LOUISVILLE, Ky. (WDRB) -- This past weekend brought more violence in Louisville, and the federal government is taking notice.

In one case, a 3-year-old Louisville boy was playing in his front yard when he saw his own father shot.

Nita Burke heard it happen. The victim was her son, and the 3-year old was her grandson.

Nita Burke

Nita Burke

"The next thing I know, I heard, 'Pow! Pow! Pow!' and I said, 'What the...?'" she said.

The shots were fired from right outside Burke's window around 8:30 p.m. Sunday.

She said her son, 34-year-old Bryan Hedges, was shot four times in the legs, with one of the bullets grazing the child. But police said the child was injured while falling in the ensuing commotion. Either way, both Burke and police believe the bullets came from a man living right next door on Euclid Avenue.

"They were like so-so friends," Burke said. "They were arguing. I have no idea why they were arguing. I still have no idea why they were arguing."

Burke said her family members are all OK.

But there were a lot of instances of gun violence over the weekend, and not all of them had a similar outcome. This case was one of nine shootings that took place between Friday and Monday. Two of those shootings were fatal.

Shooting scene from violent weekend (July 5-8, 2019)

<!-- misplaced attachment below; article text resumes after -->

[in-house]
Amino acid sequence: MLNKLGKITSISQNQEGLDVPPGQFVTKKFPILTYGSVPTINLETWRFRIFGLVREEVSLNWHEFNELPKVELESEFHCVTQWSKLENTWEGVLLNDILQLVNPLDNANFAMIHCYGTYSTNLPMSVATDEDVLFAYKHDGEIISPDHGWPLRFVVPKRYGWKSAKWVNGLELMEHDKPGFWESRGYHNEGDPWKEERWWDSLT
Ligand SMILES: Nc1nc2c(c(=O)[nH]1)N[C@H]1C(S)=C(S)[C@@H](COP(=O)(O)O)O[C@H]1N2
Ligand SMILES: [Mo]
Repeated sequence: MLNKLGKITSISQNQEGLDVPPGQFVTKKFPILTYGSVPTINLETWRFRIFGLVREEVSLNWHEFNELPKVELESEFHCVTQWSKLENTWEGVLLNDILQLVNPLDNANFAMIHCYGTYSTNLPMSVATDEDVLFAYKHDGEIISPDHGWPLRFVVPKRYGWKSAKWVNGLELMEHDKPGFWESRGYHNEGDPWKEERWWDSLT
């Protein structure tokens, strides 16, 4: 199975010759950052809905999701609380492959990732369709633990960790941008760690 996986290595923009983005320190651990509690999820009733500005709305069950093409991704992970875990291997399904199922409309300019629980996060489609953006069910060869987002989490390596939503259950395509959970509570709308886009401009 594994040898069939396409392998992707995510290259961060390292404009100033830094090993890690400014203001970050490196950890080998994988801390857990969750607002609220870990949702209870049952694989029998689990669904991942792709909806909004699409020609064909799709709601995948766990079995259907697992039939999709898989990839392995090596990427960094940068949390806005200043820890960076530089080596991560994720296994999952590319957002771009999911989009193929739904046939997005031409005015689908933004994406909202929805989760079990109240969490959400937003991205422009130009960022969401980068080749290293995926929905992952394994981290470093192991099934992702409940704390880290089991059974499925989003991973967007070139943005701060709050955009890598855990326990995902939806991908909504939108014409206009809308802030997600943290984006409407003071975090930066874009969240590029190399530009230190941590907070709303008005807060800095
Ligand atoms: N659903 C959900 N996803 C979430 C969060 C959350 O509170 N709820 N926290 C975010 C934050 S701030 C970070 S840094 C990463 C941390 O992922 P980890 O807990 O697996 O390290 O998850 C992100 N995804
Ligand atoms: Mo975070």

Stuart Lowery, a special agent with the Bureau of Alcohol, Tobacco, Firearms and Explosives, said the violence has got the attention of the federal government.

"It is alarming. It's alarming to all of us," he said. "Some of our younger offenders out there ... We have people involved in a variety of crimes including drug trafficking and gang activity."

Stuart Lowery, a special agent with the Bureau of Alcohol, Tobacco, Firearms and Explosives

Stuart Lowery, a special agent with the Bureau of Alcohol, Tobacco, Firearms and Explosives

ATF agents have embedded with the Louisville Metro Police Department's Homicide, Narcotics and Ninth Mobile units.

Lowery said the city is troubled by three issues in particular:

  • Stolen guns.
  • People obtaining guns for those who can't legally have them.
  • Illegal weapons being used as currency in drug deals.

Investigators are utilizing new technologies to trace the history of a weapon used in a crime.

"Through our comparison technology, we can link different scenes to each other," Lowery said. "The shell casings have different markings on them, much like a fingerprint, and we can identify a particular firearm that is common to one or more scenes that gives us great leads."

At times, what seems random or insignificant may be the clue that leads investigators back to a bigger source.

To date, no arrests have been made in the shooting on Euclid Avenue. Burke said her son is out of the hospital, but she refuses to talk to police.

"He won't rat," she said. "You see, my son has done a lot of time. So as far as telling on someone, he won't do it."

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